My father’s father and his nephew were close in age. They were carpenters. Family legend claimed they spent their days working for the Tsar. One day, someone, not sure if it was a person from my family or just some other worker, stole an apple from the Tsar’s tree. The Tsar’s men threatened to kill my whole family because of that one apple. I can laugh about it, one-bad-apple jokes, because I wasn’t staring at a knife aimed at my throat. I don’t remember if someone confessed, someone outside of my family, but I do know they were enormously relieved when they were informed they would be allowed to live.


Bubbie embellished the story each time she told it. The last time she recited the tale, it was a ruby Red Delicious apple, with a worm sticking out. I never told her that I looked up the dates and the last Tsar would have been dead years before my father’s father could have worked for him. I’m sure every family has stories like this.

When my father’s father died, my father was ten. None of the children were allowed to attend the funeral. In those days, the coffin was transported by horse and cart to the cemetery. My father ran after the cart, climbed in, and clung to his mother. My Bubbie couldn’t send him back.

When the attacks grew in number and intensity, and fear became a daily companion, my Bubbie walked across Russia with her children to a boat that brought them to America. They weren’t permitted to enter because of the quota system in place. They were diverted to Cuba, where they stayed for several years.

My Bubbie went through so much in her life, so much heartache and pain. When my parents died, she could have just folded up and withdrawn from life. But she didn’t. She drew on her incredible strength. She took me in and did the best she could.


Meeting in the produce section of the supermarket became a weekly event. I learned the old man’s name is Robert. I learned the little boy’s name is Robert too. I learned his father is a single dad, but not his name. Robert the younger’s mother passed away a year ago, a month after the elder Robert’s wife died.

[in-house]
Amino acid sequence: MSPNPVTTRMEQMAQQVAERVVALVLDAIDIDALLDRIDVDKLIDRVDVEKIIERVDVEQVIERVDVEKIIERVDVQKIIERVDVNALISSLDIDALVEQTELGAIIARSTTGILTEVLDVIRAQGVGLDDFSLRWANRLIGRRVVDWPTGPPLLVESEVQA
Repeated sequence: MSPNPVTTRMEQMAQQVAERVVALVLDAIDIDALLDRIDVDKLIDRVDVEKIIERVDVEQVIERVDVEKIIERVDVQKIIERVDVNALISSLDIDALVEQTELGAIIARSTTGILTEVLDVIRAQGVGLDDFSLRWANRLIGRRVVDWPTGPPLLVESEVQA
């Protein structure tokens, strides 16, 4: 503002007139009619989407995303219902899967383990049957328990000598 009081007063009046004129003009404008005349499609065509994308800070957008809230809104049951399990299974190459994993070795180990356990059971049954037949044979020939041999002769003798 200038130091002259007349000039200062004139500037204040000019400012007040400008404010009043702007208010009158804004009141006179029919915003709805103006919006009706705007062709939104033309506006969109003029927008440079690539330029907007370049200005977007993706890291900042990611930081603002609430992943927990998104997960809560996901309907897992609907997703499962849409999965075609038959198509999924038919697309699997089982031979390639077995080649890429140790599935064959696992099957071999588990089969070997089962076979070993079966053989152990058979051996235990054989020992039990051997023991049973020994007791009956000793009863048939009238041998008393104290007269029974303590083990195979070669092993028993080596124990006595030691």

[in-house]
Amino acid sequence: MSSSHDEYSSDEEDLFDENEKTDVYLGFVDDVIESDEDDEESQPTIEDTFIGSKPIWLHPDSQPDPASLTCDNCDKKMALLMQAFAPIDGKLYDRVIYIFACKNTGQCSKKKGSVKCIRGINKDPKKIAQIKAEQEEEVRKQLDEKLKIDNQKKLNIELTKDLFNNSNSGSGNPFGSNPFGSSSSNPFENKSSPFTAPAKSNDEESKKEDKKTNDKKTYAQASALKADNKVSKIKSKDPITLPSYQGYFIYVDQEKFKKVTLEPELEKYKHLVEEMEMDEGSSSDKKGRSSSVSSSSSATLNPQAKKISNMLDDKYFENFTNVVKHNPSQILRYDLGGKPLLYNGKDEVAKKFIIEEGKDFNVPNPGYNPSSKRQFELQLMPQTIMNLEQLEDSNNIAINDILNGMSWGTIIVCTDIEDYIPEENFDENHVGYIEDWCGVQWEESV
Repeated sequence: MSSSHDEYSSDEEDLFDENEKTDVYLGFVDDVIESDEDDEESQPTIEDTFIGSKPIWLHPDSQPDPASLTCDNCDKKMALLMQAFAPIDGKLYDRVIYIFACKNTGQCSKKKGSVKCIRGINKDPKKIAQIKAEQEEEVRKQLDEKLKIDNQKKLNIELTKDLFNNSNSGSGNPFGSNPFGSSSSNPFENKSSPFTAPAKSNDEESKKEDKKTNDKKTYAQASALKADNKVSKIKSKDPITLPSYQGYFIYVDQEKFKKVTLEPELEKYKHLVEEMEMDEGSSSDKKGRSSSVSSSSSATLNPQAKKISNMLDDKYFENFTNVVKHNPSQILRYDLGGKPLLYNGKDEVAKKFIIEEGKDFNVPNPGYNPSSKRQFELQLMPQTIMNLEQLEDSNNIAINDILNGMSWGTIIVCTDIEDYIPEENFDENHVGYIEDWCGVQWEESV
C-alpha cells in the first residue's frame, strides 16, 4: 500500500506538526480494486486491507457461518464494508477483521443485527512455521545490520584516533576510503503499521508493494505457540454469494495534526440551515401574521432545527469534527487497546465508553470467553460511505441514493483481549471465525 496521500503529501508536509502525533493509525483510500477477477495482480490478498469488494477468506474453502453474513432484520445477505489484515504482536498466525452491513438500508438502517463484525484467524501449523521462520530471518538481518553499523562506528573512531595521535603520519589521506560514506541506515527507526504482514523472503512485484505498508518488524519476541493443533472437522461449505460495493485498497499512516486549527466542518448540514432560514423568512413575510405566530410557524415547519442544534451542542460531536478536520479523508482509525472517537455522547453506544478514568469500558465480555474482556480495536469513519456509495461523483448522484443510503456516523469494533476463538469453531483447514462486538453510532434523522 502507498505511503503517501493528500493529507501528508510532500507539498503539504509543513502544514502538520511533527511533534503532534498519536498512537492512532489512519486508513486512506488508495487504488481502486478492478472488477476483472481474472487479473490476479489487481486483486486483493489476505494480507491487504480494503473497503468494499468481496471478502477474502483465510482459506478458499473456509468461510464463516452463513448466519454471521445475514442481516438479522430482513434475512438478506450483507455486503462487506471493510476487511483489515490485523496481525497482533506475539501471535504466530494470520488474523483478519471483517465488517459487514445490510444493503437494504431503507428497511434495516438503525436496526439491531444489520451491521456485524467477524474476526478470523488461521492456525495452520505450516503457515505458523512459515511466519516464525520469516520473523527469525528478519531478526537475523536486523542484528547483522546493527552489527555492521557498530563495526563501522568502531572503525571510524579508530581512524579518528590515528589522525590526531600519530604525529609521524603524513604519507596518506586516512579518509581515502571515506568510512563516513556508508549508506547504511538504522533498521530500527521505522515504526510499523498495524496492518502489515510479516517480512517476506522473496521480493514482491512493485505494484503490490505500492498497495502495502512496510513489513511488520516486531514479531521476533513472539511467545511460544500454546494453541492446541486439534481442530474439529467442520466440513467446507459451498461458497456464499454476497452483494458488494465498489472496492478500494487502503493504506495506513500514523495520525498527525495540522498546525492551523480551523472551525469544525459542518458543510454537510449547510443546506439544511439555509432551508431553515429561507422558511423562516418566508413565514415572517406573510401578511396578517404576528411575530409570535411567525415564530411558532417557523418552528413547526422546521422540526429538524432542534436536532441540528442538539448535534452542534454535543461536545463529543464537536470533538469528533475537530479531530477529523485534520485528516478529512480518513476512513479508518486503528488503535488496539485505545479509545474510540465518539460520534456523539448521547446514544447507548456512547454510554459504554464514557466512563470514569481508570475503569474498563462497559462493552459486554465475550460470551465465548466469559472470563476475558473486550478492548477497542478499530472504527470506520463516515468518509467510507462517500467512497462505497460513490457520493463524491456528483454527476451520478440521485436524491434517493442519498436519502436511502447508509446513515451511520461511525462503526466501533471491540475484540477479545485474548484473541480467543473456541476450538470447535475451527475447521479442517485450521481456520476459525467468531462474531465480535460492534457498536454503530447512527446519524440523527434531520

The supermarket is huge, one that has a café and sells wine and beer. It’s tough not to get lost in its enormity.

One day, after picking up Bubbie’s list, I stopped in the café for a bite to eat.

Robert – the elder Robert – caught sight of me and ambled over with younger Robert in tow.

“Well, hello Jane, fancy meeting you here.”

“Old timers’ humor, Robert. But funny.” I smiled at them both. “Want to join me?”

We sat and laughed, the younger Robert opens up and smiles more.


Two weeks later, I miss my weekly visit with Robert and Robert because of Bubbie’s funeral. The following Friday, after shiva was finished, I go food shopping. I instinctively drive to the supermarket closest to Bubbie’s house. It is like my heart and my car are on automatic pilot.

Little Robert is there with his grandfather. I sniff as I greet them. Robert Senior expresses his sympathy.

He picks up a bunch of yellow bananas, handing them to me with his eyes misty.

“Here, the best of the bunch. To honor your Bubbie.”

I swallowed my tears, almost unable to continue shopping.


I got home and put my groceries on the countertop. Then I collapsed onto the floor. I hope this gets easier, Bubbie, because it sure is difficult now.

When I can, I stand up, empty the bags, and start putting my food away. I almost throw out the bananas.

Best of the bunch, huh. Why’d I listen to Robert? These bananas are brown now. I picked them up to throw them in the trash can when I noticed the brown spots were in a pattern. There were letters on them! I collapse, this time clutching the bananas to my chest. Written on one banana were the words, “Ya tebya lyublyu.” The only Russian words my father and Bubbie had taught me.

I love you.”


Ann has been published in Klarissa Dreams Redux, a charity anthology which has been selected to go to the moon in a time capsule with an organization called Writers on the Moon (https://www.writersonthemoon.com/how-it-works), Night to Dawn magazine, and Trees. She placed third in The Write Stuff conference’s short fiction category in 2023. She is a partner in Gemini Wordsmiths LLC, an editing company. www.geminiwordsmiths.com, and Celestial Echo Press, a micro-imprint.

2 thoughts on “Bubbie’s Bananas – Ann Stolinsky

  1. Heidi Selig

    I cried. I want you to meet my friend Dina Meyer Toyoda, a Russian American writer whose work I think you’ll like.